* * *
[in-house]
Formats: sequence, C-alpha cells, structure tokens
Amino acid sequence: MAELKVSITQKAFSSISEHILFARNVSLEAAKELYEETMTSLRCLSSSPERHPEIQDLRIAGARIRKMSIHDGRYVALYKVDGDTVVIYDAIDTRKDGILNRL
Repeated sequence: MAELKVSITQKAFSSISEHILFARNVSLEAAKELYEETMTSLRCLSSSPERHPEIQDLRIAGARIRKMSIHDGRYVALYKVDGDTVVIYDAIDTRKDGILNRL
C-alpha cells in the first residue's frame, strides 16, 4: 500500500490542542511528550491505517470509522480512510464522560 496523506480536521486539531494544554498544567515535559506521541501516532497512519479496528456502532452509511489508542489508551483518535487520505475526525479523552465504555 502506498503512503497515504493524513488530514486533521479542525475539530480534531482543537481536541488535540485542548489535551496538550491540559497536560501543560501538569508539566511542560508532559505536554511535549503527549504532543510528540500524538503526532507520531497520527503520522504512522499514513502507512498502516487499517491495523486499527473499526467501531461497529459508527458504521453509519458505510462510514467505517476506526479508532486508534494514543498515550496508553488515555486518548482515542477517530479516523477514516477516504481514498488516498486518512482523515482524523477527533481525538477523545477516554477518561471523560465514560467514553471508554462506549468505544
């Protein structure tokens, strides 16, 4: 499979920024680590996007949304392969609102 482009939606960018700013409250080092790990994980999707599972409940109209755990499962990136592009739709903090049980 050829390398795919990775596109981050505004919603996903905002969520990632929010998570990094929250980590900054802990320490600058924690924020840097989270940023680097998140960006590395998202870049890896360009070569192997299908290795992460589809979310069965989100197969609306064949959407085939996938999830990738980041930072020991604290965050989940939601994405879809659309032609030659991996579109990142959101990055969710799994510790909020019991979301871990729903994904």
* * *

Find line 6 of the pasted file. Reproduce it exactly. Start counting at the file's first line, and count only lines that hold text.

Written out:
């Protein structure tokens, strides 16, 4: 499979920024680590996007949304392969609102 482009939606960018700013409250080092790990994980999707599972409940109209755990499962990136592009739709903090049980 050829390398795919990775596109981050505004919603996903905002969520990632929010998570990094929250980590900054802990320490600058924690924020840097989270940023680097998140960006590395998202870049890896360009070569192997299908290795992460589809979310069965989100197969609306064949959407085939996938999830990738980041930072020991604290965050989940939601994405879809659309032609030659991996579109990142959101990055969710799994510790909020019991979301871990729903994904």